Opponents to the Yes on 1 campaign have conceded their challenge to Maine’s recreational marijuana program.
On Election Day 2016, Maine voters narrowly approved Question 1, which legalized the adult use of recreational marijuana and mandated that Maine residents 21 and over can possess and purchase up to 2.5 ounces of marijuana. Retail stores and social clubs were also approved through Question 1. And it allowed local municipalities to ban marijuana shops and set up a 10% local sales tax on all marijuana purchases.
After the initial voting tallies, Question 1 passed by just 4,073 votes (381,692 to 377,619), less than one percent of the total vote.
Petitions for a recount were submitted to Maine’s Secretary of State’s office shortly after the November 8 election. Larger voting precincts in the state’s urban areas started the recount process first. A second effort was expected for the smaller precincts. The recount stopped on Friday and was going to resume next month after the holiday season. But after a portion of the recount showed little reason to believe the November 8 results were not valid, the No on 1 campaign dropped their request.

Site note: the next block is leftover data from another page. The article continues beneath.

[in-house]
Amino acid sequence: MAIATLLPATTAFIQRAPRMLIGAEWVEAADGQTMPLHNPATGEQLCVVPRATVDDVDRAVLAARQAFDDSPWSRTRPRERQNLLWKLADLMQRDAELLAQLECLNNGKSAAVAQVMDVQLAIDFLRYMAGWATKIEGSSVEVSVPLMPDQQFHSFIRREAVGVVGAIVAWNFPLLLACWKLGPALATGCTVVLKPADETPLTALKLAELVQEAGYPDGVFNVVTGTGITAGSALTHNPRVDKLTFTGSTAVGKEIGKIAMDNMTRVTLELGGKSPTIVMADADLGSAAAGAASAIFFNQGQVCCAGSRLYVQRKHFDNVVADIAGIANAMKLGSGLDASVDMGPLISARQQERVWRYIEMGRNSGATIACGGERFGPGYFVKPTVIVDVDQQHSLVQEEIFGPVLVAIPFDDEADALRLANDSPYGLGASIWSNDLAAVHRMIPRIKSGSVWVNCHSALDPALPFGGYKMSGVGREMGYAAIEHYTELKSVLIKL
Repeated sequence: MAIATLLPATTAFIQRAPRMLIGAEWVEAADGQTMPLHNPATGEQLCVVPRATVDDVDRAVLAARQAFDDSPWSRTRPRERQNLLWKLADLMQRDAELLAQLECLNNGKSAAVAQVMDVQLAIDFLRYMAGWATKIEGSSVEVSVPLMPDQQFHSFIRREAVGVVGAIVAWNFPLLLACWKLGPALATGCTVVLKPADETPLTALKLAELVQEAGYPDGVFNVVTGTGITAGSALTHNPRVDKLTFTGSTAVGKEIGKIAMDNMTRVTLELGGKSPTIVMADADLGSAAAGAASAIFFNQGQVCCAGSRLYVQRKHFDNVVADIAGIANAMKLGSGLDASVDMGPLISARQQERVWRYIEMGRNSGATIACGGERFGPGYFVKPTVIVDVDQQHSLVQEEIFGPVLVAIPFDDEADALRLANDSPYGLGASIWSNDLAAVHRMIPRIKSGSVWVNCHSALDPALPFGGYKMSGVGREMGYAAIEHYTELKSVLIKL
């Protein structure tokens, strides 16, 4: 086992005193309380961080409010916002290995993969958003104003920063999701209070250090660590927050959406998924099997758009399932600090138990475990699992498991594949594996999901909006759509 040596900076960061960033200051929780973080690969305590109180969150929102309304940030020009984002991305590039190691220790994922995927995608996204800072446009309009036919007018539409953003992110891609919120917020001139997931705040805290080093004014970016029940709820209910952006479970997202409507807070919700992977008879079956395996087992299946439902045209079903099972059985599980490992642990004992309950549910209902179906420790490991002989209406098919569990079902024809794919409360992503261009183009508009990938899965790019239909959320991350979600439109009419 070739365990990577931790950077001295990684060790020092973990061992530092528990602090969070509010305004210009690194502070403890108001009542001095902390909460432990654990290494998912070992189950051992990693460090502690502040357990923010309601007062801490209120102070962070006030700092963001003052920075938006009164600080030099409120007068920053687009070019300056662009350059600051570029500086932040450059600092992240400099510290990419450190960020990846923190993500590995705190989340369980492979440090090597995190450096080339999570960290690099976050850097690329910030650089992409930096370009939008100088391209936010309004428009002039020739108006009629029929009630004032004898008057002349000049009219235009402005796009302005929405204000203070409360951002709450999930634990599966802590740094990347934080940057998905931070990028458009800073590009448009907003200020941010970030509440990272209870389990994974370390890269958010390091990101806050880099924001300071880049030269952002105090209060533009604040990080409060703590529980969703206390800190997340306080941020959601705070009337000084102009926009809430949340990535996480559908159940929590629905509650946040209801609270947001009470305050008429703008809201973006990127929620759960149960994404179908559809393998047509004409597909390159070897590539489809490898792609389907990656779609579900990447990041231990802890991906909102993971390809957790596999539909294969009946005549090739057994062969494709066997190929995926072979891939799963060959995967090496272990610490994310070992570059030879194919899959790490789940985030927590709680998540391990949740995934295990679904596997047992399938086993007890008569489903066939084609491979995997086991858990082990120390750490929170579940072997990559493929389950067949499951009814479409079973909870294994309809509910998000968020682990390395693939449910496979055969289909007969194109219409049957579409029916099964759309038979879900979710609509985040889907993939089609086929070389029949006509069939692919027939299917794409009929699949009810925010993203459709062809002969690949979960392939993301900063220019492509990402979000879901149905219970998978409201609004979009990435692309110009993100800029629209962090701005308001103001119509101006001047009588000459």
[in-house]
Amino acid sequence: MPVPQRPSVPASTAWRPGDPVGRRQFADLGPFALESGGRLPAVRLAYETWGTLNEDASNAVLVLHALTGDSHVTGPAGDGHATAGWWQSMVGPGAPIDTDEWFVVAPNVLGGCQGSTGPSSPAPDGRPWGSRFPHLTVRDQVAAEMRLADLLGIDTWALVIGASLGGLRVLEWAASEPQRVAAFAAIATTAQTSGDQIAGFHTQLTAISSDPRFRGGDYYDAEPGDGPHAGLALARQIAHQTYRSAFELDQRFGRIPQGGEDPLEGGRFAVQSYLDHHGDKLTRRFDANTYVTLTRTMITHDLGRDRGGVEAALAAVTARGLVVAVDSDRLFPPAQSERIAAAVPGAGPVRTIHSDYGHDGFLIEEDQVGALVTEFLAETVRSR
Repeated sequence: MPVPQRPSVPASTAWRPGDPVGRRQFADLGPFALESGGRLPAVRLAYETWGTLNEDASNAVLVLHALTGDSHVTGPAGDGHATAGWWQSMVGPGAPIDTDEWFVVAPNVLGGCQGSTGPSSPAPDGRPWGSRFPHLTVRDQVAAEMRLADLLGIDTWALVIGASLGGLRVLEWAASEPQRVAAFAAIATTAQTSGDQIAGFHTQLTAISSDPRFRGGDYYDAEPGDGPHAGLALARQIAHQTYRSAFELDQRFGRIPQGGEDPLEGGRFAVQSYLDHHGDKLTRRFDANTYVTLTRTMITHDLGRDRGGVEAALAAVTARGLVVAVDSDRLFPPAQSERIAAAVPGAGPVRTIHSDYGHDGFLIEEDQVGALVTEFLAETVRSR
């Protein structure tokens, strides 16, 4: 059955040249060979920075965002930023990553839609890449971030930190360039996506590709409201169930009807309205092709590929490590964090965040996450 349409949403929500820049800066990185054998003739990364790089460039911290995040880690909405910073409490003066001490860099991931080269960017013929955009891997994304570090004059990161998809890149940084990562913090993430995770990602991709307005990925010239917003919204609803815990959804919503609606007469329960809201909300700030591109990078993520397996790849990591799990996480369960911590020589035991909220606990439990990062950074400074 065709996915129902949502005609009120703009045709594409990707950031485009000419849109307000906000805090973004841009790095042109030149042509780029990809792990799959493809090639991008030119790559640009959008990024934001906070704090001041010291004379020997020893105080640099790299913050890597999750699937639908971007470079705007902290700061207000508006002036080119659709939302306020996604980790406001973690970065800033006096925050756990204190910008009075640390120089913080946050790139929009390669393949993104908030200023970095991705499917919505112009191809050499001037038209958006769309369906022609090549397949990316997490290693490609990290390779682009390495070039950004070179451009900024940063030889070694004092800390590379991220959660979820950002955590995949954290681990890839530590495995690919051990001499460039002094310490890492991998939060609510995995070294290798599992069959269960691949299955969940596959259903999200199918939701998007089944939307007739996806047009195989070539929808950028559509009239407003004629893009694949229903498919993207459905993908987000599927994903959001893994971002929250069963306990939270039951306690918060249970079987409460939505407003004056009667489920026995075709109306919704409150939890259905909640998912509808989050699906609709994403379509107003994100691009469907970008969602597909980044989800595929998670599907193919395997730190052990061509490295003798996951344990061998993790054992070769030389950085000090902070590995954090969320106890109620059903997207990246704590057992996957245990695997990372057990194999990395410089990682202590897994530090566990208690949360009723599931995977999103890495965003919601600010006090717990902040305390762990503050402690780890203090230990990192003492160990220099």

Opponents of Question 1 found a silver lining in the defeat. “I think the first line of discussion is the individual Maine towns because they’re going to have and should have the right to say we don’t marijuana here,” said Newell Augur, legal counsel for the No on 1 campaign, according to NBC News. “They can pass moratoriums that will prevent that and I think a lot of towns who haven’t done it already are looking seriously at doing it.”
Supporters of Question 1 were optimistic that Maine can run the program sufficiently. They would like to see retail shops open within a year.
“Given that they (Colorado) could do it in a year, given that they were the first to do it, we see no reason why Maine can’t have marijuana up and running in about a year,” said David Boyer, former campaign manager for Yes on 1 and Maine Policy Director for the Marijuana Policy Project.